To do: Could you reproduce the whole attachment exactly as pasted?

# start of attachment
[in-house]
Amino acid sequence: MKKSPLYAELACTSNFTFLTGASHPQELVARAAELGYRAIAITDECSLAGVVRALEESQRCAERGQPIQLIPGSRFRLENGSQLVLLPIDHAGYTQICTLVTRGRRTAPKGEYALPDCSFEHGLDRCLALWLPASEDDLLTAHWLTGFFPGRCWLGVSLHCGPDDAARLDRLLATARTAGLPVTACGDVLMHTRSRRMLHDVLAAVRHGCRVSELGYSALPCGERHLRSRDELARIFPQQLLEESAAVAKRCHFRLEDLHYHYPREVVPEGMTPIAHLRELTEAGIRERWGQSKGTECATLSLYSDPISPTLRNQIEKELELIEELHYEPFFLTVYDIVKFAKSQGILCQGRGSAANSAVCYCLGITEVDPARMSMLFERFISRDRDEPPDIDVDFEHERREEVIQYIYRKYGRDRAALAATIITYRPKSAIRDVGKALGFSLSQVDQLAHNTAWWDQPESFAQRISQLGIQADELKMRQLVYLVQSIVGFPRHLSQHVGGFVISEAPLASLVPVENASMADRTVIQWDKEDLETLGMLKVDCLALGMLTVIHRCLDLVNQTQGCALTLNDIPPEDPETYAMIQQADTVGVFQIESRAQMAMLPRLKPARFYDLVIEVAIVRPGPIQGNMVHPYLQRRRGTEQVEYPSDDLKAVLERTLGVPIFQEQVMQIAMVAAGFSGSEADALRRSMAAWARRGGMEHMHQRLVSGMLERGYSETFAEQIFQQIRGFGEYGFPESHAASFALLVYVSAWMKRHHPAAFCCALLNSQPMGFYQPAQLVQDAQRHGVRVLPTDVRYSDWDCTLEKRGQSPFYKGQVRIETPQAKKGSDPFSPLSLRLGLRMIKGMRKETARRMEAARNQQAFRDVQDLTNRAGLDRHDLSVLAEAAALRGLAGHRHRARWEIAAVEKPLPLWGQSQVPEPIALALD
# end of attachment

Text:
[in-house]
Amino acid sequence: MKKSPLYAELACTSNFTFLTGASHPQELVARAAELGYRAIAITDECSLAGVVRALEESQRCAERGQPIQLIPGSRFRLENGSQLVLLPIDHAGYTQICTLVTRGRRTAPKGEYALPDCSFEHGLDRCLALWLPASEDDLLTAHWLTGFFPGRCWLGVSLHCGPDDAARLDRLLATARTAGLPVTACGDVLMHTRSRRMLHDVLAAVRHGCRVSELGYSALPCGERHLRSRDELARIFPQQLLEESAAVAKRCHFRLEDLHYHYPREVVPEGMTPIAHLRELTEAGIRERWGQSKGTECATLSLYSDPISPTLRNQIEKELELIEELHYEPFFLTVYDIVKFAKSQGILCQGRGSAANSAVCYCLGITEVDPARMSMLFERFISRDRDEPPDIDVDFEHERREEVIQYIYRKYGRDRAALAATIITYRPKSAIRDVGKALGFSLSQVDQLAHNTAWWDQPESFAQRISQLGIQADELKMRQLVYLVQSIVGFPRHLSQHVGGFVISEAPLASLVPVENASMADRTVIQWDKEDLETLGMLKVDCLALGMLTVIHRCLDLVNQTQGCALTLNDIPPEDPETYAMIQQADTVGVFQIESRAQMAMLPRLKPARFYDLVIEVAIVRPGPIQGNMVHPYLQRRRGTEQVEYPSDDLKAVLERTLGVPIFQEQVMQIAMVAAGFSGSEADALRRSMAAWARRGGMEHMHQRLVSGMLERGYSETFAEQIFQQIRGFGEYGFPESHAASFALLVYVSAWMKRHHPAAFCCALLNSQPMGFYQPAQLVQDAQRHGVRVLPTDVRYSDWDCTLEKRGQSPFYKGQVRIETPQAKKGSDPFSPLSLRLGLRMIKGMRKETARRMEAARNQQAFRDVQDLTNRAGLDRHDLSVLAEAAALRGLAGHRHRARWEIAAVEKPLPLWGQSQVPEPIALALD